Complex patterns of barcode variation such as those observed in Pseudoterpna, Hemistola, Idaea seriata and the Scopula confinaria species-group have often been termed as ‘failures of DNA barcoding’. However, they can also be viewed as providing interesting insights into evolutionary patterns, by revealing how population mergers and splits in different parts of a species’ distribution produce departures from monophyly in gene trees [43]. DNA barcode results also provide the information on sequence variation needed to apply coalescence-based modelling of mitochondrial DNA genealogies. As such, they enable detailed analyses of historical events, such as dating of lineage divergences [44]. For example, genetic distances in the genus Cyclophora are much smaller than in most other geometrid genera (interspecific distances not exceeding 3.2%),so many species share a BIN. Interestingly, intraspecific genetic variation in this genus is also generally very low as evidenced by the fact that each of the three widely distributed species (C. puppillaria, C. porata, C. linearia) shows a maximum variation of just one base pair. These results suggest very recent speciation events in this genus, an hypothesis supported by the frequent observation of hybrids in nature [20], and the ease with which they can be induced under artificial conditions. Thus, both incomplete lineage sorting and introgression may have contributed to the observed high frequency of BIN-sharing between species of Cyclophora.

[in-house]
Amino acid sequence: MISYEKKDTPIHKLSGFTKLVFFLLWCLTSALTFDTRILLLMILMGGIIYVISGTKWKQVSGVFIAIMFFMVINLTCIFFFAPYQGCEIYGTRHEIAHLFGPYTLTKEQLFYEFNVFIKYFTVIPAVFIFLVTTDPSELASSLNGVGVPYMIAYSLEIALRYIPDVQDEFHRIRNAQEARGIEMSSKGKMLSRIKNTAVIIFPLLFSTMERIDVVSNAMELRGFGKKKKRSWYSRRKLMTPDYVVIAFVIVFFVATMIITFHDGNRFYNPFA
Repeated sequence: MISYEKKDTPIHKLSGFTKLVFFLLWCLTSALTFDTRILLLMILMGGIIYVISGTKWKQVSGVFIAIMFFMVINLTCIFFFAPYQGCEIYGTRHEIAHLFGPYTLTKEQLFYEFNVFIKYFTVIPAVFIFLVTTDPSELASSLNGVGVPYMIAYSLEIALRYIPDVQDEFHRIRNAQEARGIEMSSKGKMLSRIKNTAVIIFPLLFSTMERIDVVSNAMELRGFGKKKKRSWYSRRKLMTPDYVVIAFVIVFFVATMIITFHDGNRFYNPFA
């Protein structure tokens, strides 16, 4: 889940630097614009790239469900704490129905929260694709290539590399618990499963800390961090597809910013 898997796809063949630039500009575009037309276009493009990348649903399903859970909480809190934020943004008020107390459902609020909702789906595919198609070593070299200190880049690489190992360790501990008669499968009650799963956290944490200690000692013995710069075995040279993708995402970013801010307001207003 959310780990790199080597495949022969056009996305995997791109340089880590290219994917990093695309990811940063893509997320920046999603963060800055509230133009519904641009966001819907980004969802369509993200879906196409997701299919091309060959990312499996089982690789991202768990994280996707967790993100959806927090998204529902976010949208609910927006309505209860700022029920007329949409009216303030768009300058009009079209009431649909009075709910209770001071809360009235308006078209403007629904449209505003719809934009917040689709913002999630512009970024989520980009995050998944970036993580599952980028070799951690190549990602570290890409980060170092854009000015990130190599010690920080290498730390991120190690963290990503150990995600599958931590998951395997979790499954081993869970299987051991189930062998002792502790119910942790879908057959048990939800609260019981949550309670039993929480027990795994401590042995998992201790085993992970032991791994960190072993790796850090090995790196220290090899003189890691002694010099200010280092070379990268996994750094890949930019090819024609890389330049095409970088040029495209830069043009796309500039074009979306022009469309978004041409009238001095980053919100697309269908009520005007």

DNA barcoding campaigns also provide opportunities for spin-off research by generating DNA extracts which can enable the sequencing of nuclear markers and reveal museum specimens which merit detailed morphological analyses in an integrative taxonomic/phylogenetic approach.

Based upon the results of this study, we anticipate that broad species coverage and increasing sample sizes obtained through the International Barcode of Life program will play an increasingly powerful role in taxonomy and evolutionary research. The BIN system as implemented in the BOLD database will also help to focus future research on those taxa most in need of detailed study by revealing species sharing BINs and those split amongst multiple BINs.

Supporting Information

Appendix S1.

List of species, BINs (URIs) and barcode gap analysis. List of species, URIs, barcoded material, and barcode gap analysis (intraspecific variation and distance of nearest neighbor) for 249 European species in the subfamilies Archiearinae, Desmobathrinae, Orthostixinae, Geometrinae and Sterrhinae. BC = number of European Barcodes >500bp, AD = additional short sequences from Europe, OE = additional sequences from outside Europe. URIs (BINs) exclusively from material outside Europe are in brackets. Barcode Gap Analysis: Kimura 2 parameter, BOLD Aligner, >500bp, only European data included. In species with intraspecific divergences >2% (marked with asterisk) the different BINs were pooled in the first line, separate analysis in subsequent lines. Cases of barcode sharing are marked with red, while species with slight, but consistent divergences are marked with orange. Notes see at the end of the list. Country codes in accordance with the ISO 3166-1-alpha-2 code (=Top-Level-Domain-Codes), Sic = Sicily, Sar = Sardinia, Cor = Corsica, Pel = Peloponnese, Cre = Crete, countries are listed from north to south and from west to east.